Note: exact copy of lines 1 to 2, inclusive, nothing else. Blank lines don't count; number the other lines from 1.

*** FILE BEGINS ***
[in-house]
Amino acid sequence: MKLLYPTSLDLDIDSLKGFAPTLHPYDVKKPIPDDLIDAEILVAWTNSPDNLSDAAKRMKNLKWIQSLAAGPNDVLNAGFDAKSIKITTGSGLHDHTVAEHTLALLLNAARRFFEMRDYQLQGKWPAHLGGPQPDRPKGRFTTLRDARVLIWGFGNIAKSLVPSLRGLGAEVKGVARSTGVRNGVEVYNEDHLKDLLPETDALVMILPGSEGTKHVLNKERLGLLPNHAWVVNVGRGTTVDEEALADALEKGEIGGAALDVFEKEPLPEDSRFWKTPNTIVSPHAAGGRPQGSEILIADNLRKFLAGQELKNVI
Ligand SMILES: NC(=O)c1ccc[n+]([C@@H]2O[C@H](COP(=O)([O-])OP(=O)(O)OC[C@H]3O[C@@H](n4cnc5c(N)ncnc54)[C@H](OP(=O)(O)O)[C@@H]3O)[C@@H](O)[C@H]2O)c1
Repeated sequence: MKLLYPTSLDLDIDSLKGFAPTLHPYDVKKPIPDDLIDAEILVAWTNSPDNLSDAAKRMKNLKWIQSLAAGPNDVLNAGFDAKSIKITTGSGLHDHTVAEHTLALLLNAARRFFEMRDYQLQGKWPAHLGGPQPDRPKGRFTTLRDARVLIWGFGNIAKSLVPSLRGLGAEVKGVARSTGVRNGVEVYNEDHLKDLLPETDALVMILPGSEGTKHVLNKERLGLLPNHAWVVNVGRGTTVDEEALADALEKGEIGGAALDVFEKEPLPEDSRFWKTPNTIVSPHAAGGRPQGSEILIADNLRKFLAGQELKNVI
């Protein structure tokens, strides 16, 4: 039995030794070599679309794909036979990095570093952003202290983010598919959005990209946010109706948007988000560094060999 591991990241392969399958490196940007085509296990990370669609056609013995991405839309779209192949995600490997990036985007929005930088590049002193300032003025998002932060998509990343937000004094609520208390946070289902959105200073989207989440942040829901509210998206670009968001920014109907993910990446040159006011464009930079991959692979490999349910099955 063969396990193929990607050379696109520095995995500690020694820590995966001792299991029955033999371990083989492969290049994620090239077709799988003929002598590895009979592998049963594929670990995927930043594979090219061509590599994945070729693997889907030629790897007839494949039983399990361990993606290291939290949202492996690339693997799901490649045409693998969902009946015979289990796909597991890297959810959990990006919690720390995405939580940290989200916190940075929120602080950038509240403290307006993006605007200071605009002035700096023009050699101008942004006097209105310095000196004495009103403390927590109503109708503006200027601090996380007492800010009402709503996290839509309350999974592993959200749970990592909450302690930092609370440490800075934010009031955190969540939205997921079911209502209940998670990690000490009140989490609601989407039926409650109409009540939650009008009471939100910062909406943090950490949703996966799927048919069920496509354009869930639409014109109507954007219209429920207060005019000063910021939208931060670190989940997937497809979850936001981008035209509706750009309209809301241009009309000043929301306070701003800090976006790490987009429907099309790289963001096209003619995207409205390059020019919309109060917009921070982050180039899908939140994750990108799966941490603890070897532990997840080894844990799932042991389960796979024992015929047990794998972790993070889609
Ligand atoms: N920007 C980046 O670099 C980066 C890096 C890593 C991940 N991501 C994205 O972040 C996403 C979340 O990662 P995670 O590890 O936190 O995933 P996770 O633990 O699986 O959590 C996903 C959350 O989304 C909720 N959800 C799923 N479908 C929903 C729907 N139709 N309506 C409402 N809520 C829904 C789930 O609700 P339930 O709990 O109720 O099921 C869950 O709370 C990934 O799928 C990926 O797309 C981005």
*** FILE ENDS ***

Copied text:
[in-house]
Amino acid sequence: MKLLYPTSLDLDIDSLKGFAPTLHPYDVKKPIPDDLIDAEILVAWTNSPDNLSDAAKRMKNLKWIQSLAAGPNDVLNAGFDAKSIKITTGSGLHDHTVAEHTLALLLNAARRFFEMRDYQLQGKWPAHLGGPQPDRPKGRFTTLRDARVLIWGFGNIAKSLVPSLRGLGAEVKGVARSTGVRNGVEVYNEDHLKDLLPETDALVMILPGSEGTKHVLNKERLGLLPNHAWVVNVGRGTTVDEEALADALEKGEIGGAALDVFEKEPLPEDSRFWKTPNTIVSPHAAGGRPQGSEILIADNLRKFLAGQELKNVI